Please note that this page has now been superseded by the Bright Pi Quickstart and FAQ page.
When you purchased your Bright Pi v1.0 kit, you should have received an anti-static bag with some components in it which will require soldering together in order to get the Bright Pi up and running and connected to your Raspberry Pi (or other single board computer or I2C enabled microcontroller). Below we have put together some simple assembly instructions to get you up and running with the Bright Pi v1.0.
Inside the anti-static bag you should have received the following items:
- 1 x Bright Pi PCB (with LED driver chip pre-assembled)
- 4 x bright white LEDs in small ziploc bag (high quality Cree LEDs)
- 8 x bright IR LEDs (high quality LITEON LEDs)
- 1 x right angle header
- 1 x 4 way header cable, 20cm length
- 3 x M2 x 12mm nylon bolts
- 12 x M2 nylon nuts (to use as spacers as well)
- 3 x stickers
- 1 x info card
There are only three types of component that need to be soldered to the board – the bright white LEDs, the bright IR LEDs and the right angle 4 pin header connector. The location of the LEDs on the PCB is marked out with black circular arrows. The cathode of the LEDs (short leg) needs to be on the same side as the arrows point to on the PCB. As noted above, the four LEDs in a separate bag are the bright white ones, these are intended to go in the four corner spots around the edge (bottom left, top left, top right, bottom right). All of the other 8 LED locations should be filled with the IR LEDs. We would recommend soldering the IR LEDs first (as they are in the centre) and then the white ones around the edge last.
If you mix up which are the bright white and IR LEDs at any point, it is quite easy to tell the different between the two by simply looking down the centre of the LED from the top. As in the below picture you will notice that the white LEDs at each corner have a slight yellow tinge in the centre of the LED:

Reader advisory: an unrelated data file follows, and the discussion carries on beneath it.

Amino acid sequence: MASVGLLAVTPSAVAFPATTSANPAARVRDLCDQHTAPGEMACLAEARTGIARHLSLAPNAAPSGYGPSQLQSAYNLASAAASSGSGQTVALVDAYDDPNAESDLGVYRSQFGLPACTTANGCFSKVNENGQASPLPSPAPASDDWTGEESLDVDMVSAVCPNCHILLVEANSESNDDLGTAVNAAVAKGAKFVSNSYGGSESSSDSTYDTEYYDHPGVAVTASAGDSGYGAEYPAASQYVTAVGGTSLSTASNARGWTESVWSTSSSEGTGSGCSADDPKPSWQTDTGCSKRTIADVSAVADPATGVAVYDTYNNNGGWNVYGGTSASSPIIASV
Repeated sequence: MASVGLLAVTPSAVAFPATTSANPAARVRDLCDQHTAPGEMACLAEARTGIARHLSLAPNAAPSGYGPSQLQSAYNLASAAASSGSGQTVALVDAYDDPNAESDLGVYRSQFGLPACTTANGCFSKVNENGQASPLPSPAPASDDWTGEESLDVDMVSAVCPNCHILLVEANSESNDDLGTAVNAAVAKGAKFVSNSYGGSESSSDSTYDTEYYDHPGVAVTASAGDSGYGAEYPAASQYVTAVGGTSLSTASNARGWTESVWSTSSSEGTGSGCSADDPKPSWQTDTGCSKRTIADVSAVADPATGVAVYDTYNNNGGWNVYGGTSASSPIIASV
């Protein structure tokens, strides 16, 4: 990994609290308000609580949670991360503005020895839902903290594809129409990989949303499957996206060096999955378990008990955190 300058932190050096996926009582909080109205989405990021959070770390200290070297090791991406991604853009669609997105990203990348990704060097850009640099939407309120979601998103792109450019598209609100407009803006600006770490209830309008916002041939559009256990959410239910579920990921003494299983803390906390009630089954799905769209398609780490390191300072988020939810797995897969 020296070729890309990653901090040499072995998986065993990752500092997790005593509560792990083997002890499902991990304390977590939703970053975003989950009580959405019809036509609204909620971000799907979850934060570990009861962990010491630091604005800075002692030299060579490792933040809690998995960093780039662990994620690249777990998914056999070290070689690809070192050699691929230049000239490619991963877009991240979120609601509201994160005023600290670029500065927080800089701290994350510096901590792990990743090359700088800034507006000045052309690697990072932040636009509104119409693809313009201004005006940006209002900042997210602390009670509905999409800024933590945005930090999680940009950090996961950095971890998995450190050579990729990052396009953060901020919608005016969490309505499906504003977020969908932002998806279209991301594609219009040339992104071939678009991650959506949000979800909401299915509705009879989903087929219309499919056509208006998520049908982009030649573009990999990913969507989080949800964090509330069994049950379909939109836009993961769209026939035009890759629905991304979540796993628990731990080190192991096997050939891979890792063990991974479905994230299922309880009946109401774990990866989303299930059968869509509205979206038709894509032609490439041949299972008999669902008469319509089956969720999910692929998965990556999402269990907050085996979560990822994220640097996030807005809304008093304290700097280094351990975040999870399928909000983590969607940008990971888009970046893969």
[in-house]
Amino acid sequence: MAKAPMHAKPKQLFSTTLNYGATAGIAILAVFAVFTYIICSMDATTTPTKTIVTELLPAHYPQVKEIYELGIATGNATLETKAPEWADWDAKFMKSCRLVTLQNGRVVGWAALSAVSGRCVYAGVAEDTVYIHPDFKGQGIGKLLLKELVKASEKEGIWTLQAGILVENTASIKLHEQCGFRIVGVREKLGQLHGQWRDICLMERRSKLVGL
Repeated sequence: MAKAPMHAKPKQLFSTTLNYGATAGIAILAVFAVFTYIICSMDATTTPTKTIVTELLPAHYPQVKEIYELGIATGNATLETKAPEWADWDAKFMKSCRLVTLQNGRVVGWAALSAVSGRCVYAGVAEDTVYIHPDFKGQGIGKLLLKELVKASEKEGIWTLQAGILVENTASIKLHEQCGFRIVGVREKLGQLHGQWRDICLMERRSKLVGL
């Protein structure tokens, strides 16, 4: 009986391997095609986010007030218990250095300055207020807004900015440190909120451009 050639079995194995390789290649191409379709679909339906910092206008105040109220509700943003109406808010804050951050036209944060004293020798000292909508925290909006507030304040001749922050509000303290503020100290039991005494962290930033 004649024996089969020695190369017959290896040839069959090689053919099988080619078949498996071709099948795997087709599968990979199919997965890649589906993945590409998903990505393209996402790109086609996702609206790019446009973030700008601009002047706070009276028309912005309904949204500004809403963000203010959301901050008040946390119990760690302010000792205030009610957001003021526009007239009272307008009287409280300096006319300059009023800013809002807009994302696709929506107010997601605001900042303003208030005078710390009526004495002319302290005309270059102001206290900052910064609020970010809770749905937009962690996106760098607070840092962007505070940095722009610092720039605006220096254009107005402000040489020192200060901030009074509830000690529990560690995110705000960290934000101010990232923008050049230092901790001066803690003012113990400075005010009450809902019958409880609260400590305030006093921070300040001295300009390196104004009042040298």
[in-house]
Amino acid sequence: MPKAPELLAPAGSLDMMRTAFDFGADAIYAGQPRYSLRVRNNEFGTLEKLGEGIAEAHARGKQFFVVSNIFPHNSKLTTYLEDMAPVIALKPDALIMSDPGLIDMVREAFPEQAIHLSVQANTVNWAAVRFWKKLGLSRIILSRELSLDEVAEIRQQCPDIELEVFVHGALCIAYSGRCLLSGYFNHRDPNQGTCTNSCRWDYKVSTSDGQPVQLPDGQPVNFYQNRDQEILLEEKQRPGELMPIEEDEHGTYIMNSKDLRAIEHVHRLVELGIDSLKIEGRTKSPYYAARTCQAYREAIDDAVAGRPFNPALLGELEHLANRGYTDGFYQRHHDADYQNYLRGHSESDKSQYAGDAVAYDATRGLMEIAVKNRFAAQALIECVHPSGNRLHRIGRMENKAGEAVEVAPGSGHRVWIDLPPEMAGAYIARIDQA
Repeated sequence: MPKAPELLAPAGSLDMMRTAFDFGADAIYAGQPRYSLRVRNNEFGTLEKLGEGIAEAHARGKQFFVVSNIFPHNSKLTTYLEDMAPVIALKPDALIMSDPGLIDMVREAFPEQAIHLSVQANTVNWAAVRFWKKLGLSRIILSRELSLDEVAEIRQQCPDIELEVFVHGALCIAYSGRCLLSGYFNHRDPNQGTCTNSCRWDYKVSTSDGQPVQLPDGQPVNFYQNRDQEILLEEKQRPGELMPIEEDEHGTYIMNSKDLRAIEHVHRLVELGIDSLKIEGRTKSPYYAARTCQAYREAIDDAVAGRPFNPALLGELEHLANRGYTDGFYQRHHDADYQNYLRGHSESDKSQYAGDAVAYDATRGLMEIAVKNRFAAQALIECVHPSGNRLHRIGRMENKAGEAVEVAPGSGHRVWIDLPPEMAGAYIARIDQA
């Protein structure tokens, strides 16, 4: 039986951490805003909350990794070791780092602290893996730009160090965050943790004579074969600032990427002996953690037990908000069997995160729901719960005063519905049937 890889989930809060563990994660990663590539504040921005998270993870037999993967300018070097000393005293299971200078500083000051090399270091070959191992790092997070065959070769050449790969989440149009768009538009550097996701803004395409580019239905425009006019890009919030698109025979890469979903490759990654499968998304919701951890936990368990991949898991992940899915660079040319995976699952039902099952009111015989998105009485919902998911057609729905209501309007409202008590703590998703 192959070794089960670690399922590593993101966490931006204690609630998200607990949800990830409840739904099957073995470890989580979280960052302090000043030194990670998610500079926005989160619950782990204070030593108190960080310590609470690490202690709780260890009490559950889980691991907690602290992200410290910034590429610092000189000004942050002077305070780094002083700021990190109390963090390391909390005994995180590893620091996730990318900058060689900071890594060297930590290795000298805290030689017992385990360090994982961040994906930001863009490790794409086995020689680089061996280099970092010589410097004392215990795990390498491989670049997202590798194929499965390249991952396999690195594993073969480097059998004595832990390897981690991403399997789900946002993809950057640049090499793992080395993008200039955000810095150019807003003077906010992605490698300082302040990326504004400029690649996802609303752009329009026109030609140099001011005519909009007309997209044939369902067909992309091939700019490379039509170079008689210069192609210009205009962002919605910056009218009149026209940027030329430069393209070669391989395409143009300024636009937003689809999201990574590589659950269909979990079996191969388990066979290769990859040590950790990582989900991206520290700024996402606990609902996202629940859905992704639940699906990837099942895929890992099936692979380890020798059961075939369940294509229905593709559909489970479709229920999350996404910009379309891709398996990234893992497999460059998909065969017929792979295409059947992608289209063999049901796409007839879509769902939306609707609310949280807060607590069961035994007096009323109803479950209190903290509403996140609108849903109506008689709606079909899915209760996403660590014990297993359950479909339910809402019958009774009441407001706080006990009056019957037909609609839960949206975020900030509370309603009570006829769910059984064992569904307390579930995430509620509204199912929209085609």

You can solder the header connector on whichever side you wish to on the board, however we recommend soldering the connector the opposite way to the LEDs (i.e. perform the soldering on the top side of the board, as shown in the above picture).
The soldering of this board is fairly straightforward, there are just a fair few components to solder so if you are an absolute beginner at soldering it may take you up to half an hour to complete. Experienced soldering gurus could easily complete the entire job in under 10 minutes. Please be careful when soldering the bottom middle IR LEDs not to touch any of the joints of the small surface mount resistor or LED driver chip as this could damage the operation of the board.
Once you have finished soldering the board you are ready to connect the board up to the Raspberry Pi (or other I2C enabled main board) in order to start using the Bright Pi in your project. On the picture above you will see a square black mark on the PCB. That is the GND pin, which connects to physical pin 6 on the Raspberry Pi (this is the same for model A, B or B+). Moving along the header connector the next connector is the 5V feed which you should connect to physical pin 4 on the Raspberry Pi. The next pin along is the SCL pin for I2C communications which connects to physical pin 5 on the Raspberry Pi and finally the last pin on the header connector is the SDA pin for I2C communications which connects to physical pin 3 on the Raspberry Pi. The full pinout can also be seen on the image below (but please note this is a BOTTOM view of the Bright Pi (i.e. from the side with the LED driver chip and surface mount resistors mounted):
For information on how to use the Bright Pi once soldered, please visit the code examples page and to purchase the Bright Pi you can visit the product page here. In the pictures above the Bright Pi is mounted on a Pimoroni Raspberry Pi Camera Mount which is the perfect addition to the kit.